Anno Domini MMXII

RP 176 () / Individual Review

Simon Critchley, The Faith of the Faithless: Experiments in Political Theology, Verso, London and New York, 2012. 302 pp., £16.99 hb., 978 1 84467 737 5.

‘A sustained and fascinating reflection on the place of religion in political discourse’ – as per the review by Rev. Giles Fraser over at the New Statesman – this book is not. Nor should it be taken on credit when David Winters, down at the Los Angeles Review of Books, says that Critchley ‘provides a powerful vision of what our politics ought to look like’. Now, ‘fascination’ is a personal matter, a question of susceptibility or taste, so we must let the Rev. Fraser be fascinated as and when he can. But ‘sustained’ is a weightier term. It implies grit and drive, a methodical rigour which is simply not in evidence in Critchley’s new work, where what Critchley calls ‘experiments’ could better be called ‘encounters’. There is no use in cataloguing the crew that we catch sight of in this book, but the fact that it opens with a glance at ‘love’ in Oscar Wilde – that incorrigible sybarite – and closes with a nod at ‘love’ in Søren Kierkegaard – that incurable celibate – is indicative. The links are often weak.

Meanwhile, Winters’s choice of ‘powerful’ is curious, since Critchley harps on what he calls – already on page 7 – the ‘powerless power of being human’. Here, at the first appearance of this negatived ‘power’, it signifies ‘conscience’. And it is to this, ‘conscience’, that Critchley promises to ‘return throughout this book’. But the operative phrase then sinks out of view until page 160, where – rather than conscience – it is ‘the power of being in Christ [that] is a powerless power’. (We are not meant to identify ‘conscience’ simpliciter with ‘being in Christ’, however, and whatever that could mean.) Not much farther on, it is Critchley’s new term ‘faith’ that is ‘a powerless power, a strength in weakness’ (this is St Paul, roughly), while upon its next – and on my reckoning, last – appearance, it is ‘Messianic power [that] is always weak – [that] is the power of powerlessness’. So Winters could not be faulted for mistaking the reference of Critchley’s ‘power’ – it could just as well be ‘vision’ as conscience, being in Christ, and so on – but that this ‘power’ is negatived is impossible to miss.

And this is why Critchley’s eventual return to ‘conscience’ is yoked to a ‘logic of the call of conscience [in the early Heidegger] and its essential impotence’. Of course, ‘essential impotence’ is a contradictio in adiecto. But the analytic incapacities this results in were likely foreseen, since incapacity is the idea here. And it is precisely this wilfully inert formula that Critchley would like the political to reflect and, indeed, confess. Thus he says, with reference to Heidegger (though this is not Heidegger): ‘It is the impotence of Dasein that most interests me … [and] it is a double impotence.’ And again, no less tendentiously: ‘Impotence – finally – is what makes us human … It is the signal of our weakness, and nothing is more important or impotent than that.’ And no, the last clause is not mistyped. With this much established, then, I trust that I cannot be accused of cruelty or misconstrual when – rather than ‘powerful’ and ‘sustained’ – I suggest that The Faith of the Faithless is not only an impotent, but a doubly impotent book. This is to say nothing more, on Critchley’s terms, than that his is a distinctly human piece of work.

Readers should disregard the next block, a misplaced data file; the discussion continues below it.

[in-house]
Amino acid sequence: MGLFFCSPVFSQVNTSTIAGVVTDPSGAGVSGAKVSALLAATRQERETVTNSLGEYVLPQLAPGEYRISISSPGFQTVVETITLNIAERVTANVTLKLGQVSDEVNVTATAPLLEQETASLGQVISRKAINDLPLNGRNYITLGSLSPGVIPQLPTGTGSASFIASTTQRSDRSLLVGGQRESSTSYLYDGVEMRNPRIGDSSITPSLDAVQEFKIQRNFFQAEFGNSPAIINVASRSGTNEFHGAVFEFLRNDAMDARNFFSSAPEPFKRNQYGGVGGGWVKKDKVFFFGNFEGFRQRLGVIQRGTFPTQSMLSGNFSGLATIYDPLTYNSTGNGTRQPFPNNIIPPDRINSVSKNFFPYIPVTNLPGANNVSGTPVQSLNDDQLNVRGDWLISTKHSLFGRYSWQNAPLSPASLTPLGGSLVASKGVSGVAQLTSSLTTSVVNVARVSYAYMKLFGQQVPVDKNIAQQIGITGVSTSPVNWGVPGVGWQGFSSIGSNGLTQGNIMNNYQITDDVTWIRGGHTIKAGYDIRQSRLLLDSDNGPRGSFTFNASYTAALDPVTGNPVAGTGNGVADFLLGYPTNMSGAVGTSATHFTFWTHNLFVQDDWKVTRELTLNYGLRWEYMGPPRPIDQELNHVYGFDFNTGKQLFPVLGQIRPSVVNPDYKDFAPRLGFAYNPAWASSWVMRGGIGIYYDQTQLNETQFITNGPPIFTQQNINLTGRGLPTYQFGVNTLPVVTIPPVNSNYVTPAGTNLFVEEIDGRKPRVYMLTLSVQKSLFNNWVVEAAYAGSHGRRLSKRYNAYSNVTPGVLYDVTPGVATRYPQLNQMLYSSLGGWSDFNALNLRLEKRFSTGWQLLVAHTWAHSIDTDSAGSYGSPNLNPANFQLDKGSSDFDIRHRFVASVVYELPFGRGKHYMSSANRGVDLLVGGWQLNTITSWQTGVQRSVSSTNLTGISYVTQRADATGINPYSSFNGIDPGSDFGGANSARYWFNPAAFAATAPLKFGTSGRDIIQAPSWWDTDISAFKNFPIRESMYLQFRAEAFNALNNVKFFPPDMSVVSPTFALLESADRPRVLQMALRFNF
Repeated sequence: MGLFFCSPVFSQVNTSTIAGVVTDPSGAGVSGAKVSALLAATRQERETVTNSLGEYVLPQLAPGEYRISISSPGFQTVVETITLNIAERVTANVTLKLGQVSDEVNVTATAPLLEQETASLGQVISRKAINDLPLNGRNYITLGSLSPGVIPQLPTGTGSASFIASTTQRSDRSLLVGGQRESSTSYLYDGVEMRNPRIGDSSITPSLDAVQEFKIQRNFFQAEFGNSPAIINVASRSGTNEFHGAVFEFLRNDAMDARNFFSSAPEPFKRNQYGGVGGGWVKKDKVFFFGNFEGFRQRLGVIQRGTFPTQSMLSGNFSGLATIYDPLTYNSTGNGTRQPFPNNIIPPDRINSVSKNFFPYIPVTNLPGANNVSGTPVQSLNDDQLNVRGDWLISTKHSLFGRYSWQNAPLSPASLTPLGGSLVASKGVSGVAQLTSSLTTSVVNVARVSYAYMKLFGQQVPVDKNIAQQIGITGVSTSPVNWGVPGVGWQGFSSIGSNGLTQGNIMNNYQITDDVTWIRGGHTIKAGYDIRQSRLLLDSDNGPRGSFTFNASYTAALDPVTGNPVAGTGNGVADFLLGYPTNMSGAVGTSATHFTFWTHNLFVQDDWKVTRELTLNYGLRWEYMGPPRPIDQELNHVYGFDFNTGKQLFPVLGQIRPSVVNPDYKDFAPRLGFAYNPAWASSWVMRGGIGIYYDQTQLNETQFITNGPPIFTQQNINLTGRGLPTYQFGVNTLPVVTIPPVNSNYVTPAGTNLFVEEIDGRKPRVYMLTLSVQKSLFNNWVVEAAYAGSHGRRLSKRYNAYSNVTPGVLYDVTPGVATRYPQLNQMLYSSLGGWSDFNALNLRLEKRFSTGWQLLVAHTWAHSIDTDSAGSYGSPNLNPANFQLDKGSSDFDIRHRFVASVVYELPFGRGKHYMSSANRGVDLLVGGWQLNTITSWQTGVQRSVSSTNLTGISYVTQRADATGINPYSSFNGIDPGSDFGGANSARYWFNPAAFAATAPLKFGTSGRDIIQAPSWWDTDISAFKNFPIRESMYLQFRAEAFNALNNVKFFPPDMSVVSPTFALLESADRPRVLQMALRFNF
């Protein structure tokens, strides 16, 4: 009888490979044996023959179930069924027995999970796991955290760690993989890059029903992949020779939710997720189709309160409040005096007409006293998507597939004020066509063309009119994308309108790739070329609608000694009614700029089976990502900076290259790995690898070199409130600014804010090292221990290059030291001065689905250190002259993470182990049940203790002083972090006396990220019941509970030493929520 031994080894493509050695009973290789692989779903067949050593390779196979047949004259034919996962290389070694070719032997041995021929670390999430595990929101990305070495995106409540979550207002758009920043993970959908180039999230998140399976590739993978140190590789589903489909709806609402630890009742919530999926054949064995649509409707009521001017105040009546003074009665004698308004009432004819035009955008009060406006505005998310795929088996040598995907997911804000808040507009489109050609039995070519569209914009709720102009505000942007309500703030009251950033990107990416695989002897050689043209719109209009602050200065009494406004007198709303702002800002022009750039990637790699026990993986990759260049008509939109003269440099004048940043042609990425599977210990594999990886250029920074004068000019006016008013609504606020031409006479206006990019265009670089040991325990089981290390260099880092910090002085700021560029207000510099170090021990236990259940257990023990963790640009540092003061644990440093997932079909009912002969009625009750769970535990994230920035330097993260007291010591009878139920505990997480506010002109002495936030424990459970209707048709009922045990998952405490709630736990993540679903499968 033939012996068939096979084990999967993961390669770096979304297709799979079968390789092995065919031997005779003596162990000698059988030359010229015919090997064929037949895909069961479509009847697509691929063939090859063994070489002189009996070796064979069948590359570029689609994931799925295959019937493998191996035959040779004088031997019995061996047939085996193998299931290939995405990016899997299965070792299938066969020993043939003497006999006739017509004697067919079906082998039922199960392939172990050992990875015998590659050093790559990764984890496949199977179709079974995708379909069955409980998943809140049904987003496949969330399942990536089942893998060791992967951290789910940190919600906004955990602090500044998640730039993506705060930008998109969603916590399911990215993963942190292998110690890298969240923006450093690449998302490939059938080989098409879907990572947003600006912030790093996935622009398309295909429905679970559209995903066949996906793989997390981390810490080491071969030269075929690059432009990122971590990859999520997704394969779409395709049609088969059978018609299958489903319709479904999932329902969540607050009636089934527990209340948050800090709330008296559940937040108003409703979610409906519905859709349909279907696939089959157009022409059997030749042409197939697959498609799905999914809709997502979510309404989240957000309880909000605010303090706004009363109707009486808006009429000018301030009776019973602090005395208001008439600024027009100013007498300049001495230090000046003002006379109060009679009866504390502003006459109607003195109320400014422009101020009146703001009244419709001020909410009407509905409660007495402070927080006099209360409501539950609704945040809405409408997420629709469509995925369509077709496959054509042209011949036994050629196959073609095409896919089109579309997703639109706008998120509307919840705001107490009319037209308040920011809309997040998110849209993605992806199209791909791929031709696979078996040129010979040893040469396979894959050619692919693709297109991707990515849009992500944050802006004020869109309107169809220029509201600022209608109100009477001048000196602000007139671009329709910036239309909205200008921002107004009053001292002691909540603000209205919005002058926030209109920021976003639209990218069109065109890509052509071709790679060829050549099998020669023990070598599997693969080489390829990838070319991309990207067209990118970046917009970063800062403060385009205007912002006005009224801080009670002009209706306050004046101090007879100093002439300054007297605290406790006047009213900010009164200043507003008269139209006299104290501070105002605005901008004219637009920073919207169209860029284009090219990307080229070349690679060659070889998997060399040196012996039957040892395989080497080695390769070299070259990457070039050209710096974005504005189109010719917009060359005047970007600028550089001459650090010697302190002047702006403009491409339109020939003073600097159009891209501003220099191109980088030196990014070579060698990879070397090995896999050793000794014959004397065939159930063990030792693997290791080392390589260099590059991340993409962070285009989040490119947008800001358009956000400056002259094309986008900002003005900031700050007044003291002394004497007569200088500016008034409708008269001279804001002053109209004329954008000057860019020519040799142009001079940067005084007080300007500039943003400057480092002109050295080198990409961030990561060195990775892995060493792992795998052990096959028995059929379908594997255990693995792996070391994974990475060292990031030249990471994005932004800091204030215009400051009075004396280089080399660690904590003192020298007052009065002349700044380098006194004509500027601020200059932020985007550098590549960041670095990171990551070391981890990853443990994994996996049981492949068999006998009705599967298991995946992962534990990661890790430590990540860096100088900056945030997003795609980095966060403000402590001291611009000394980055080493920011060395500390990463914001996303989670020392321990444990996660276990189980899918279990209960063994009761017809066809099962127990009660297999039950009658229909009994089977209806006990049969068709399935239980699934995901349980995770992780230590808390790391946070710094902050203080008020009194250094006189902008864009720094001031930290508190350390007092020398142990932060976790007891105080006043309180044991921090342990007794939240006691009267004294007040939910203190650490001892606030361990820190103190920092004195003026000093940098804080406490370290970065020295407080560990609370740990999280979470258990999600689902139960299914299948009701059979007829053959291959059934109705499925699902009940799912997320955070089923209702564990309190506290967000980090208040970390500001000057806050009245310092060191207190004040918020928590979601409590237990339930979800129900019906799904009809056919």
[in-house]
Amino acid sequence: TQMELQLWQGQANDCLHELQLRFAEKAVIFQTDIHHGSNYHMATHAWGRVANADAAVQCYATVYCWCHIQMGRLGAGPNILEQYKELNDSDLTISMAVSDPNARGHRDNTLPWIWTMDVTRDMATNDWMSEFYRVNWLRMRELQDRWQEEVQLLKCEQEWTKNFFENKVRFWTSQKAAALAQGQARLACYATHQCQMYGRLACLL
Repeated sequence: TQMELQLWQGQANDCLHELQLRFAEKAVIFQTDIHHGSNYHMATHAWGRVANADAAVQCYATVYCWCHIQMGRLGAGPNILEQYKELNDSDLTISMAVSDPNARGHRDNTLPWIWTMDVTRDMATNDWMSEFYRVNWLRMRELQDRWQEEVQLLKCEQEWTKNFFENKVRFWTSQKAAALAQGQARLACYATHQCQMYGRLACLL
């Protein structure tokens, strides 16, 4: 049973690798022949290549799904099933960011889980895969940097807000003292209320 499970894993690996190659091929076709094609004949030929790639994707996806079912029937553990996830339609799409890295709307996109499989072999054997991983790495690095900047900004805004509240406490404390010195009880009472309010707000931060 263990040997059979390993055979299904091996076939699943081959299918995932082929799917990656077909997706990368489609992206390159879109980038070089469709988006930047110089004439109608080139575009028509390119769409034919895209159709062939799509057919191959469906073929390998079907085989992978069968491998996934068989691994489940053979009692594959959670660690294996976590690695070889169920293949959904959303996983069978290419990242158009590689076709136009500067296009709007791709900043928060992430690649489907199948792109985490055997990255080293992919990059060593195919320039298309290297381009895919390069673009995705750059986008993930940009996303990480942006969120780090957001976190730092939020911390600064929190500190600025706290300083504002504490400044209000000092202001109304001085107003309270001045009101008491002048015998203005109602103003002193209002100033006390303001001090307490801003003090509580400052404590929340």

We will come back to impotence momentarily. I would first like to stress that this is also a sad book, for after Critchley opens with a lively précis of Wilde’s De Profundis, it is hard not to infer – when we read the following – that The Faith of the Faithless is something like Critchley’s own ‘De profundis’:

have come to this conclusion with no particular joy. We are living through a chronic re-theologization of politics, which makes this time certainly the darkest period of my lifetime, and arguably for much longer. At the heart of the horror of the present is the intrication of politics and religion, an intrication defined by violence, and this is what I would like to begin to think through in this book.

And again: ‘Our world … is [defined] by a series of nightmarish intrications of politics and religion: politics of religion and religions of politics, where we have entered nothing less than an epoch of new religious war.’ This, then, is the backcloth of The Faith of the Faithless: the ferocity of sectarian wars, and the visibility of cultish persecutions.